So I whispered to my buddy, trying to figure out who it was, and then learned it was Harry the K, the original "Outa Here!" guy. He had some amazing stories, very fun to listen to, but he was not at all boastful about any of it, he was just a very polite guy telling funny stories and then trying to deflect as much attention away from himself as he could.
And smoking non stop.
I wonder how much of his amazingly deep and powerful voice for such a small guy was actually just created by the damage of all that smoke.
Poor guy. Threw out the first pitch a week ago. Flies up to Denver because he's not the kind of guy who takes days off during the baseball season. Has some trouble breathing here but doesn't make a fuss. Goes with the team to the next stop and dies while writing out the lineup for that day's game.
This very well done story of his death doesn't specifically blame Denver, but it's hard not to make a connection when we've seen it so many times before here. You just need all the lung capacity you can get here.
Look, I just want to be the first to say it. Don Baylor is the man.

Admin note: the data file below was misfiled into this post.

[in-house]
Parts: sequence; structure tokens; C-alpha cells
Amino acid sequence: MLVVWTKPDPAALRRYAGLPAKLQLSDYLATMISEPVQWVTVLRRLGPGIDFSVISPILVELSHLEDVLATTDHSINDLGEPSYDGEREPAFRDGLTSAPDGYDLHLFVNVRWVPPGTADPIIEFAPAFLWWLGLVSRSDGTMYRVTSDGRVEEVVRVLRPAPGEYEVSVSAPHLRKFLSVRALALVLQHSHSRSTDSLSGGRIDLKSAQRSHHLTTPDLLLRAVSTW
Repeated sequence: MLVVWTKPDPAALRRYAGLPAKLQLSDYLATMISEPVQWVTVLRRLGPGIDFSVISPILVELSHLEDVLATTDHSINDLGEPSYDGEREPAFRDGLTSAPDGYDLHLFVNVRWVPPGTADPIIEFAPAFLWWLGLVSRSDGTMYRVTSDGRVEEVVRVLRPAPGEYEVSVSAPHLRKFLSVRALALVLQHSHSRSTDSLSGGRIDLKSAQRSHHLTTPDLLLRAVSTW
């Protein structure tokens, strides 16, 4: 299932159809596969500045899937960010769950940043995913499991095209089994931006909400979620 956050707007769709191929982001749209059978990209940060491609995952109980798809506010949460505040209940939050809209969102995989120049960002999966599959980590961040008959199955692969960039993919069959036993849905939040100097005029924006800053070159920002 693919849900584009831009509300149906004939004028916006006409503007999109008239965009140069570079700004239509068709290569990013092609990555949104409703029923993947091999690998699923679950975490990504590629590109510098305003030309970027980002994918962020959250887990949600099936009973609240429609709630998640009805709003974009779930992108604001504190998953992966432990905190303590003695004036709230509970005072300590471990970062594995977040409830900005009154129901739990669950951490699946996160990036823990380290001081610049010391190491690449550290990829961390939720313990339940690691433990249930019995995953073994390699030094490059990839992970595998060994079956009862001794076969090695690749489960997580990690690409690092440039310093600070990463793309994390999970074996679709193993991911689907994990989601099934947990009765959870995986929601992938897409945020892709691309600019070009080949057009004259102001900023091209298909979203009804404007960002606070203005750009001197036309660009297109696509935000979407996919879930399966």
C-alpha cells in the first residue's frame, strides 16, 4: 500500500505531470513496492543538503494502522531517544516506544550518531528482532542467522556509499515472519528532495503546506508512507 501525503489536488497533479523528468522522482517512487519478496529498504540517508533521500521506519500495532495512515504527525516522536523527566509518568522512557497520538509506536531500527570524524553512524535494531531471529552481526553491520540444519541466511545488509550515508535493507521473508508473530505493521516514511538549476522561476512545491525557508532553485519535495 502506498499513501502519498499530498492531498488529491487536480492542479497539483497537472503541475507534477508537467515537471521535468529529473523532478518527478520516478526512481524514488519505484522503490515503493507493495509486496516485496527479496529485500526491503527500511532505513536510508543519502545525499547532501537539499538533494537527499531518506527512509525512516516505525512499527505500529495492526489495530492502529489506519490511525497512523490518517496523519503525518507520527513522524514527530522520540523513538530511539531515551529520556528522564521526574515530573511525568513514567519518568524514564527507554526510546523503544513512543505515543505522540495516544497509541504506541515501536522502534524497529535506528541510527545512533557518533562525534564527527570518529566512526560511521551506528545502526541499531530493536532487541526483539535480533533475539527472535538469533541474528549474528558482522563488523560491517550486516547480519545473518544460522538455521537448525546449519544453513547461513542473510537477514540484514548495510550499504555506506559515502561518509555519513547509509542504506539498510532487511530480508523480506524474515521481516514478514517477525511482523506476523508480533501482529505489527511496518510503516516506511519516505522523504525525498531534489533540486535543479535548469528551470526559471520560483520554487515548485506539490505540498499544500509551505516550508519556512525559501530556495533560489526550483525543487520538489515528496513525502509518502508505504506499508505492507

Pitching will always be an issue in Denver, but I'm convinced that the reason the ball hasn't been "popping" off the bat the way it did when Baylor was the manager has less to do with the "humidor" than it does with the fact that Don Baylor wasn't around.
Now that he's back, hitters are listening to him and the ball is leaving the yard a lot.
Yes, yes, we are only three games into the season, but the Rockies have not yet played in Denver, and already they are second in the league in hitting and second in homers.
Tulo is on pace to hit 120 home runs this season! Helton hasn't hit one yet, but you know spigot will open up soon enough.
So you read it here first: If the Rockies do well this season, Don Baylor deserves a LOT of the credit, and by the way it will be a lot of fun to watch and listen this year.
Several quick odds and ends before my next post, which will be a big and very positive review of The Unlikely Disciple...
Two excellent posts in a row from the FiveThirtyEight guys, showing how gay marriage and marijuana are on an almost inevitable march toward legalization. Those guys nailed it during the election, and they are still finding their footing now with no election to talk about, but with those two posts I expect to learn a lot from them in the coming years.